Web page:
My two cents on this problem:

If at least one of x, y, z is zero, the statement is obviously true:

Let's say x=0, we get:

which, after factoring gives:

So we consider the case where all three x,y,z are greater than zero. Assume further that x < y < z and that y = l x and z = kx for some l, k > 0. Note that k > l.

Now we write the inequality in terms of x, l, and k:

and move all terms to the left:

Divide both sides by x^2, since x^2 > 0 this will not change the direction of the inequality we are trying to prove:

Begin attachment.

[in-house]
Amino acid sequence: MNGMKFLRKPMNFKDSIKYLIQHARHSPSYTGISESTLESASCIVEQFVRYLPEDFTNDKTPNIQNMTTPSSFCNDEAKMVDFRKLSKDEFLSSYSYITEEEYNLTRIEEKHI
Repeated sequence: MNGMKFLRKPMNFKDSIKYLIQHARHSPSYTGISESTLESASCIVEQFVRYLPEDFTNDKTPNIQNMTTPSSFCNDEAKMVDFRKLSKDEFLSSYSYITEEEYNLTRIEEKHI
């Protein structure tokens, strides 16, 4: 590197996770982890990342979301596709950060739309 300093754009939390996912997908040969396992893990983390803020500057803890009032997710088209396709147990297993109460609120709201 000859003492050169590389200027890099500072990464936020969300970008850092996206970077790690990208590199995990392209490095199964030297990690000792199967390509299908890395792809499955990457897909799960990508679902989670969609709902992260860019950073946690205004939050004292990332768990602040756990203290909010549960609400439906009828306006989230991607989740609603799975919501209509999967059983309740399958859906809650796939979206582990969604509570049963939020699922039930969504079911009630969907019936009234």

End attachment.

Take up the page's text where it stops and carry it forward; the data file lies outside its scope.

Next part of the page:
Note that (Cauchy inequality?)

The above result comes from 'arithmetic mean' is greater than or equal to the geometric mean, formally:

So it suffices to show that:

Moving all terms to the left hand side:

Because l < k , all the terms on the left hand side are positive.

I hope this helps.